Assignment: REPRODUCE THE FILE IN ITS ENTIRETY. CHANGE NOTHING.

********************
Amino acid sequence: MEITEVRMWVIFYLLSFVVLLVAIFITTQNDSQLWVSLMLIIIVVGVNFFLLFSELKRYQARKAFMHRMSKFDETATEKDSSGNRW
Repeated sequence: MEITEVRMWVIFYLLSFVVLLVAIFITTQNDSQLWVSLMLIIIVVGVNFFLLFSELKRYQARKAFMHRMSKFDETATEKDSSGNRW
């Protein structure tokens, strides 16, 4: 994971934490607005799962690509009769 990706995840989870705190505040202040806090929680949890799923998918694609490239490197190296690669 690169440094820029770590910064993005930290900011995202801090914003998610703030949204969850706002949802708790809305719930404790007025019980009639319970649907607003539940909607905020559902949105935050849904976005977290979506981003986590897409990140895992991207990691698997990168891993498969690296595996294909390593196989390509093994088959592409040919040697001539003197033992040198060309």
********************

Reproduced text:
Amino acid sequence: MEITEVRMWVIFYLLSFVVLLVAIFITTQNDSQLWVSLMLIIIVVGVNFFLLFSELKRYQARKAFMHRMSKFDETATEKDSSGNRW
Repeated sequence: MEITEVRMWVIFYLLSFVVLLVAIFITTQNDSQLWVSLMLIIIVVGVNFFLLFSELKRYQARKAFMHRMSKFDETATEKDSSGNRW
């Protein structure tokens, strides 16, 4: 994971934490607005799962690509009769 990706995840989870705190505040202040806090929680949890799923998918694609490239490197190296690669 690169440094820029770590910064993005930290900011995202801090914003998610703030949204969850706002949802708790809305719930404790007025019980009639319970649907607003539940909607905020559902949105935050849904976005977290979506981003986590897409990140895992991207990691698997990168891993498969690296595996294909390593196989390509093994088959592409040919040697001539003197033992040198060309």